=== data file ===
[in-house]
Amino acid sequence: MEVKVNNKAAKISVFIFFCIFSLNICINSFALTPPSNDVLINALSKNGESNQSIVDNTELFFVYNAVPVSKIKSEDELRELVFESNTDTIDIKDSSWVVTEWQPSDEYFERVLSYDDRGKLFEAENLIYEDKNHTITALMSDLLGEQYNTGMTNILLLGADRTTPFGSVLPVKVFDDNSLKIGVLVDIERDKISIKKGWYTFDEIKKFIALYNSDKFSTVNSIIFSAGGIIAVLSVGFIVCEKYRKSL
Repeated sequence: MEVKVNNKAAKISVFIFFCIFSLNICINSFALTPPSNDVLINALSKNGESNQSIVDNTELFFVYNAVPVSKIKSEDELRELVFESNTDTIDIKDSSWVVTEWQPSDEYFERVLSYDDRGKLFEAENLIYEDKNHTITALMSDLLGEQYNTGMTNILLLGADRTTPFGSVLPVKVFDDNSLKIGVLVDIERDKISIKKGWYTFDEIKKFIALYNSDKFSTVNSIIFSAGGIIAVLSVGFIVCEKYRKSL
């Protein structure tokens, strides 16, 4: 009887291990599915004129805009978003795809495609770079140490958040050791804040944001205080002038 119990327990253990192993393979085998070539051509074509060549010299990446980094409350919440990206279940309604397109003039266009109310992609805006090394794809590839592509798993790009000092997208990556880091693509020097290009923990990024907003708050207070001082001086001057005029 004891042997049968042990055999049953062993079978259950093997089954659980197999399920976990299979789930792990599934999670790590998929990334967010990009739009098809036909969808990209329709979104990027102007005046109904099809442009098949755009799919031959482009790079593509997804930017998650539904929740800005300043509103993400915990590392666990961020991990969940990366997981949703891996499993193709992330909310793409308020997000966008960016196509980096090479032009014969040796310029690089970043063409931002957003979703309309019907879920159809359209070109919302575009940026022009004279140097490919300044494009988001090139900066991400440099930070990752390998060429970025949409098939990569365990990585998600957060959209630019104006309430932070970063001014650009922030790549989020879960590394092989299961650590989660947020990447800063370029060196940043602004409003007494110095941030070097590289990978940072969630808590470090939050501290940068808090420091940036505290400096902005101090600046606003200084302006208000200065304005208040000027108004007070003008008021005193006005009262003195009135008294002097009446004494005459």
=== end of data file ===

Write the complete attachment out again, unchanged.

[in-house]
Amino acid sequence: MEVKVNNKAAKISVFIFFCIFSLNICINSFALTPPSNDVLINALSKNGESNQSIVDNTELFFVYNAVPVSKIKSEDELRELVFESNTDTIDIKDSSWVVTEWQPSDEYFERVLSYDDRGKLFEAENLIYEDKNHTITALMSDLLGEQYNTGMTNILLLGADRTTPFGSVLPVKVFDDNSLKIGVLVDIERDKISIKKGWYTFDEIKKFIALYNSDKFSTVNSIIFSAGGIIAVLSVGFIVCEKYRKSL
Repeated sequence: MEVKVNNKAAKISVFIFFCIFSLNICINSFALTPPSNDVLINALSKNGESNQSIVDNTELFFVYNAVPVSKIKSEDELRELVFESNTDTIDIKDSSWVVTEWQPSDEYFERVLSYDDRGKLFEAENLIYEDKNHTITALMSDLLGEQYNTGMTNILLLGADRTTPFGSVLPVKVFDDNSLKIGVLVDIERDKISIKKGWYTFDEIKKFIALYNSDKFSTVNSIIFSAGGIIAVLSVGFIVCEKYRKSL
């Protein structure tokens, strides 16, 4: 009887291990599915004129805009978003795809495609770079140490958040050791804040944001205080002038 119990327990253990192993393979085998070539051509074509060549010299990446980094409350919440990206279940309604397109003039266009109310992609805006090394794809590839592509798993790009000092997208990556880091693509020097290009923990990024907003708050207070001082001086001057005029 004891042997049968042990055999049953062993079978259950093997089954659980197999399920976990299979789930792990599934999670790590998929990334967010990009739009098809036909969808990209329709979104990027102007005046109904099809442009098949755009799919031959482009790079593509997804930017998650539904929740800005300043509103993400915990590392666990961020991990969940990366997981949703891996499993193709992330909310793409308020997000966008960016196509980096090479032009014969040796310029690089970043063409931002957003979703309309019907879920159809359209070109919302575009940026022009004279140097490919300044494009988001090139900066991400440099930070990752390998060429970025949409098939990569365990990585998600957060959209630019104006309430932070970063001014650009922030790549989020879960590394092989299961650590989660947020990447800063370029060196940043602004409003007494110095941030070097590289990978940072969630808590470090939050501290940068808090420091940036505290400096902005101090600046606003200084302006208000200065304005208040000027108004007070003008008021005193006005009262003195009135008294002097009446004494005459």